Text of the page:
Infrastructure investment trusts (InvITs) and real estate investment trusts (REITs) are gaining currency in India and can potentially help raise up to ₹8-lakh crore of capital for India’s infrastructure buildout over the next five fiscal years, according to a CrisilL Ratings analysis.
A deeper debt market where investors can discern risks and returns across infrastructure asset classes, and stable regulations will be critical to achieving this goal.
A government task force has estimated that ₹111-lakh crore of investments are required in infrastructure through fiscal 2025 — or twice that spent in the past five fiscals. That’s a humungous investment need, and cannot be met by the government and traditional infrastructure-financing channels alone. Thus, alternative channels need to be pressed into service.
InvITs and REITs can play a significant role here. Their combined assets under management (AUM) have logged a whopping 42 per cent compounded annual growth rate (CAGR) since the launch of the first InvIT in fiscal 2018 to ₹2-lakh crore now.
Manish Gupta, Senior Director, CRISIL Ratings Ltd, said, “Investments under InvITs and REITs can grow by another ₹8-lakh crore over the next five fiscals, driven by an enabling regulatory framework, ample availability of operational infrastructure and real estate assets, and increasing appetite from global and domestic investors looking to invest in high-yield assets.”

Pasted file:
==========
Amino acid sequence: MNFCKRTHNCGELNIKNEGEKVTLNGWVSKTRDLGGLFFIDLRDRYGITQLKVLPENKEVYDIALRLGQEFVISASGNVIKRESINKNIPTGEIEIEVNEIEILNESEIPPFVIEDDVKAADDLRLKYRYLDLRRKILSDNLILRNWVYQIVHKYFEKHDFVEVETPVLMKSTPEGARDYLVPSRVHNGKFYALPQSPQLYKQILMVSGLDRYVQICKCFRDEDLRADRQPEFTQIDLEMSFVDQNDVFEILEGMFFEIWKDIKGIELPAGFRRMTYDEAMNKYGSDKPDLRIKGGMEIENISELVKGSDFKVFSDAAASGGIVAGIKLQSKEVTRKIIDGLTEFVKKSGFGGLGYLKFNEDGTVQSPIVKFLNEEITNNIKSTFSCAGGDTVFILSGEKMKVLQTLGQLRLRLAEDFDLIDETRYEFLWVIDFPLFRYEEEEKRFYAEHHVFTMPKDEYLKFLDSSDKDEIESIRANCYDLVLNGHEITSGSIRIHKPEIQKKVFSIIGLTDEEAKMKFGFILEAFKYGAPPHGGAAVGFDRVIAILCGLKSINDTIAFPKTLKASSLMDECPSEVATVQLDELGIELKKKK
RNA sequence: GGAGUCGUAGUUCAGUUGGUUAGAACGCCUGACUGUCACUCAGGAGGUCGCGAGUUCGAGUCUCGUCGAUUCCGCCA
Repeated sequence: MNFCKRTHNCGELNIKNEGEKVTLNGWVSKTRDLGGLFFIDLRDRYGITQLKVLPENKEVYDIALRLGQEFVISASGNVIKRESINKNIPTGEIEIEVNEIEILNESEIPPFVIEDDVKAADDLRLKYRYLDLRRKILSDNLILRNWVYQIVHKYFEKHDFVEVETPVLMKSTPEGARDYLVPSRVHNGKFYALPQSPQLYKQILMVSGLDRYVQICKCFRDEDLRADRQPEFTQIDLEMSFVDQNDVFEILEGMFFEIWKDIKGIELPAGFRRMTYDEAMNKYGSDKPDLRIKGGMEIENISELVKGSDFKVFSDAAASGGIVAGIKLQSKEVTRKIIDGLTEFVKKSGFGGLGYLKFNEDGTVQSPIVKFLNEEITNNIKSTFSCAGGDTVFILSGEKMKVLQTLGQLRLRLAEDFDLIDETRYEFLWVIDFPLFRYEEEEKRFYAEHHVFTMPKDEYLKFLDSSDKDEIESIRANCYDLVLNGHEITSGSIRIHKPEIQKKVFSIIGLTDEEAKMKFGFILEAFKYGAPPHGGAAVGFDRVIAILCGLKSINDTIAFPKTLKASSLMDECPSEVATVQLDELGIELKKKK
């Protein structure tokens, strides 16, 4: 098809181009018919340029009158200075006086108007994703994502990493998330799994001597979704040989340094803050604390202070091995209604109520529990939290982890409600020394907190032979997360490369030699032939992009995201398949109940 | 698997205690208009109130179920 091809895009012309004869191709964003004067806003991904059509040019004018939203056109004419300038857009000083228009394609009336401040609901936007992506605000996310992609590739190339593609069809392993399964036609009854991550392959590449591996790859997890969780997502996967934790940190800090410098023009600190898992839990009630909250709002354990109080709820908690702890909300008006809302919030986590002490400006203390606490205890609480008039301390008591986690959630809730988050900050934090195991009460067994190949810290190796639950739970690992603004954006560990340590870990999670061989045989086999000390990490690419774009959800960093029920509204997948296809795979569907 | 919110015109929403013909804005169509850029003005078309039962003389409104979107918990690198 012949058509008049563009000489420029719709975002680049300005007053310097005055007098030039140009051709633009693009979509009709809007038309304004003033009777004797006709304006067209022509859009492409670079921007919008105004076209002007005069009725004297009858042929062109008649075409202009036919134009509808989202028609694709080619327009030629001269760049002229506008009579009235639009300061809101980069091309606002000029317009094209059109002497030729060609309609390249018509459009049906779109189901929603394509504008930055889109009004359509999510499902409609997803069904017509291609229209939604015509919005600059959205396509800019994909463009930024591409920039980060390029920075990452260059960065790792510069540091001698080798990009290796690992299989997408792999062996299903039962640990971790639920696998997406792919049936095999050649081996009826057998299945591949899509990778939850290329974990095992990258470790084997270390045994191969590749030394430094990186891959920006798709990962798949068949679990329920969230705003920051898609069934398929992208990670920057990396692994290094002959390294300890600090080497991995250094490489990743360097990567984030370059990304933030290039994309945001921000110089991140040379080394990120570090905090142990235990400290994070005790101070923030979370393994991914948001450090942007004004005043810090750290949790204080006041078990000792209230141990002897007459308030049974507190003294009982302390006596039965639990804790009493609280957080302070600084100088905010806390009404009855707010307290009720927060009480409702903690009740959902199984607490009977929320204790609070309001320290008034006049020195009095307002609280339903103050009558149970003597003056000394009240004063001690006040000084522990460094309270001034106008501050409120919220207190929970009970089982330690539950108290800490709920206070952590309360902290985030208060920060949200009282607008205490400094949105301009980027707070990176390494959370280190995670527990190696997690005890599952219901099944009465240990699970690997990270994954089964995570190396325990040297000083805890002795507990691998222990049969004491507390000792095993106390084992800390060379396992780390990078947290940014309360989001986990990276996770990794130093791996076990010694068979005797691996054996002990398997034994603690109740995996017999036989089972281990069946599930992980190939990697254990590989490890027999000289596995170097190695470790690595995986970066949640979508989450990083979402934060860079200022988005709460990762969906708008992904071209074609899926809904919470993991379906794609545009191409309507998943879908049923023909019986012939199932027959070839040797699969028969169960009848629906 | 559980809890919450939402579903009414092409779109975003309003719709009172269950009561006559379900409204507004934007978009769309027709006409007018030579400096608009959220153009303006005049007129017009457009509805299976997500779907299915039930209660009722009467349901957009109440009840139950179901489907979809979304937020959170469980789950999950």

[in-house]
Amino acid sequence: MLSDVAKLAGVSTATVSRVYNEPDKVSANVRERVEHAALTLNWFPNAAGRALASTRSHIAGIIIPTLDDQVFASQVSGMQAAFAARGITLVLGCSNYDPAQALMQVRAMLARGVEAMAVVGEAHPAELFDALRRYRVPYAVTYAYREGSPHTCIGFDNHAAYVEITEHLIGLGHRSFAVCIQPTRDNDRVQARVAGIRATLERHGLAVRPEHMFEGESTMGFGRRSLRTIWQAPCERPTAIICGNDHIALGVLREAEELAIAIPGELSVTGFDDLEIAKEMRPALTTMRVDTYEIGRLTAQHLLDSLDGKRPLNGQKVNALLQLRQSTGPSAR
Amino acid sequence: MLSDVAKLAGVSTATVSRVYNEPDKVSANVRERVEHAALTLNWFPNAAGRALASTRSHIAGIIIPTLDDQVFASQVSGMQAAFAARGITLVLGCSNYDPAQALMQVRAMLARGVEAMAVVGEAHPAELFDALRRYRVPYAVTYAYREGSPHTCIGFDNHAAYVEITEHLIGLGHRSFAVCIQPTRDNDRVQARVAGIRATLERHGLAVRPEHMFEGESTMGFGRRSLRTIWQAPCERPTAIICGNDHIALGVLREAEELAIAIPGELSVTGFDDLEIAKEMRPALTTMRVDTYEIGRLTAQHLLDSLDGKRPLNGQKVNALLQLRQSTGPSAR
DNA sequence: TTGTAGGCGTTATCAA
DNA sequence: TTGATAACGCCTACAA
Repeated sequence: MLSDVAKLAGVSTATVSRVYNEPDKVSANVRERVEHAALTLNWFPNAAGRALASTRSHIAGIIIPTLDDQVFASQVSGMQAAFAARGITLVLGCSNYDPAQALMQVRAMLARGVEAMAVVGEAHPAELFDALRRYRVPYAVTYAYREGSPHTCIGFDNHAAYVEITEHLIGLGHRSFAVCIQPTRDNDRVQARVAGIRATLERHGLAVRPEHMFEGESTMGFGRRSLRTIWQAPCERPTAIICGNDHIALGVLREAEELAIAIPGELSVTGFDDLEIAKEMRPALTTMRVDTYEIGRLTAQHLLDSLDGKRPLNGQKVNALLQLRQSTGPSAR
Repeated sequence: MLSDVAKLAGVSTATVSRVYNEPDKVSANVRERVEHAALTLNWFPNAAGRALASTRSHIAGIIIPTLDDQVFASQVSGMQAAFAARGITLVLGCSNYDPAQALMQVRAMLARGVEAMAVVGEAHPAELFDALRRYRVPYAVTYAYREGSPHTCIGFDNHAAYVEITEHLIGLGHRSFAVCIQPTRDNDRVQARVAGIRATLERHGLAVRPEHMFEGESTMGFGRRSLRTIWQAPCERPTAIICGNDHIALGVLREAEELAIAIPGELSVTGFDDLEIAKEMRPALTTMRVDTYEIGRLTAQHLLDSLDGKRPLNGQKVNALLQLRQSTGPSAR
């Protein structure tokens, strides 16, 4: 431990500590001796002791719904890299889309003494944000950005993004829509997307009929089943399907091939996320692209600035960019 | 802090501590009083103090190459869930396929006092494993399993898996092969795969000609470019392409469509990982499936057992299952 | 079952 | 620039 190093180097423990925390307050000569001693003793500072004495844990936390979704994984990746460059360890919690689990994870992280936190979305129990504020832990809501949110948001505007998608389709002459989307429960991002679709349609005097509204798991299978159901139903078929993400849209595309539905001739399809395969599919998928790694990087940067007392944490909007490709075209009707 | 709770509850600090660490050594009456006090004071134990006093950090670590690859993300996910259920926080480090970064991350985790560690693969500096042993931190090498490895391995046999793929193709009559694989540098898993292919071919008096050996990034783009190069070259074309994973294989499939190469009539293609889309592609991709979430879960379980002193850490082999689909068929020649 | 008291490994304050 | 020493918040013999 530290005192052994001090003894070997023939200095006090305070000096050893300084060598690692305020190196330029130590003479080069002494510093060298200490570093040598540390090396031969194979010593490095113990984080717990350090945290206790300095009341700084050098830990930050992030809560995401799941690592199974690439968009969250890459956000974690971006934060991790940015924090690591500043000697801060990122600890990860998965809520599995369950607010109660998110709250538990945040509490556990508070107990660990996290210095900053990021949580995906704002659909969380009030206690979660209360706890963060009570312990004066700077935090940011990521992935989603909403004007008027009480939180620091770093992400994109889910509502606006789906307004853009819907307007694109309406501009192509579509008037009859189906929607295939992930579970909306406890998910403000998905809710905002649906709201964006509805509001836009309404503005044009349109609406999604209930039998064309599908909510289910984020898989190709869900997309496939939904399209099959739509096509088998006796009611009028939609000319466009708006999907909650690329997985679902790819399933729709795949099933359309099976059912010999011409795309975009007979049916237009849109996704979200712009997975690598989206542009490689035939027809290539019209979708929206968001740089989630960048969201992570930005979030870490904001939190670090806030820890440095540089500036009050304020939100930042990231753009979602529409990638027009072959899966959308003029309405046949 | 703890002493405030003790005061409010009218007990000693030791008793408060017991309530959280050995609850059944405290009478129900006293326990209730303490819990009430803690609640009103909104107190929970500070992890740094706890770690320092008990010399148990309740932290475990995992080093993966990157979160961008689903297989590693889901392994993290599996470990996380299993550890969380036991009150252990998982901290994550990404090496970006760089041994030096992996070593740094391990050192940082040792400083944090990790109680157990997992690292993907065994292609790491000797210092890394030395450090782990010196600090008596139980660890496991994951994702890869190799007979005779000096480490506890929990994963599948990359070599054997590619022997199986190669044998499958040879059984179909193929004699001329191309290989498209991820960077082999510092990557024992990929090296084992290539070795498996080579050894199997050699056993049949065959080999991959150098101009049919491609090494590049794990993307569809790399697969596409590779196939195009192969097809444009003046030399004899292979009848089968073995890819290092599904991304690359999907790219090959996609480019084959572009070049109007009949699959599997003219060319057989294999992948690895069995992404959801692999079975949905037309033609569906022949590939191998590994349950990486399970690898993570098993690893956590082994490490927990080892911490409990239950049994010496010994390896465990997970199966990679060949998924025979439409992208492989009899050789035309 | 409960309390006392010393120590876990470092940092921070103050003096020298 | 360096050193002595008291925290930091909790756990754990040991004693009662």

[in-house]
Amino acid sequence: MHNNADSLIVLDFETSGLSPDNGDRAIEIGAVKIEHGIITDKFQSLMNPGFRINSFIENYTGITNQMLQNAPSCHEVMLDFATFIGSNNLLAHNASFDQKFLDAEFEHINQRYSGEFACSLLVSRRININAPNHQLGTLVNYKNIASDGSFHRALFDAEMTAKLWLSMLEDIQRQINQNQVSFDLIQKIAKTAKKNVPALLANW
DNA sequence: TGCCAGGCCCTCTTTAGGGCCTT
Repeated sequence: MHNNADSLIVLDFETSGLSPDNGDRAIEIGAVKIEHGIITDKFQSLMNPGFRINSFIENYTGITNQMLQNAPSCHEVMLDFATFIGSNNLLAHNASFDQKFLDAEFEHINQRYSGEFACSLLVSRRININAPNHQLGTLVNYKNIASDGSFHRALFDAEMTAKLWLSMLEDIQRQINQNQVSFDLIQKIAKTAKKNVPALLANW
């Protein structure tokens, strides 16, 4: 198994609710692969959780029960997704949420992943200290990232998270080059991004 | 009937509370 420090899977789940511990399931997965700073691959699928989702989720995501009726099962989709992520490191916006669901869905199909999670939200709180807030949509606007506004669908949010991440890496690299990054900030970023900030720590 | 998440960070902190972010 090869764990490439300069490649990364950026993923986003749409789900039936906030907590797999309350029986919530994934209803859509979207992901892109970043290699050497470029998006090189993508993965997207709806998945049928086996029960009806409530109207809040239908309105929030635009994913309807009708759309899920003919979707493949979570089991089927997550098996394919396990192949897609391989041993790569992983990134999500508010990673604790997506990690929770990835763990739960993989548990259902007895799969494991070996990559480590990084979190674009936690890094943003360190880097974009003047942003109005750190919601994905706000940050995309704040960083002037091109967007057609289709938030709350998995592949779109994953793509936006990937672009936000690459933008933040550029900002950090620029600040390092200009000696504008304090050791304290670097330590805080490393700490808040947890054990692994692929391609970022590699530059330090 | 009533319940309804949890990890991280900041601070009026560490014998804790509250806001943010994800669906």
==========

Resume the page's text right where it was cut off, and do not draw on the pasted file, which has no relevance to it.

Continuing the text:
Currently, there are 11 InvITs and REITs in India. Ten of these carry the highest level of credit ratings — (AAA).
Recent rules afford setting up of an unlisted private InvIT sans any cap on leverage or ratings, or curbs on investments in operational assets. While this could raise credit risks to some extent, it may still support holistic market development.
As the market expands and regulations open up, the landscape will change, necessitating sharper differentiation in the credit and operating risks of InvITs and REITs.
Nitesh Jain, Director, CRISIL Ratings, said, “Lenders and unitholders need to differentiate the varying nature of operating risks of underlying asset classes. For instance, the cash-flow stability of a power transmission project is higher than that of a solar power project. Typically, a power transmission project’s revenue is linked to the availability of lines and not the actual transmission, whereas a solar power project’s revenue is linked to the power generated. Therefore, a power transmission project carries low operating risk and can sustain higher debt.”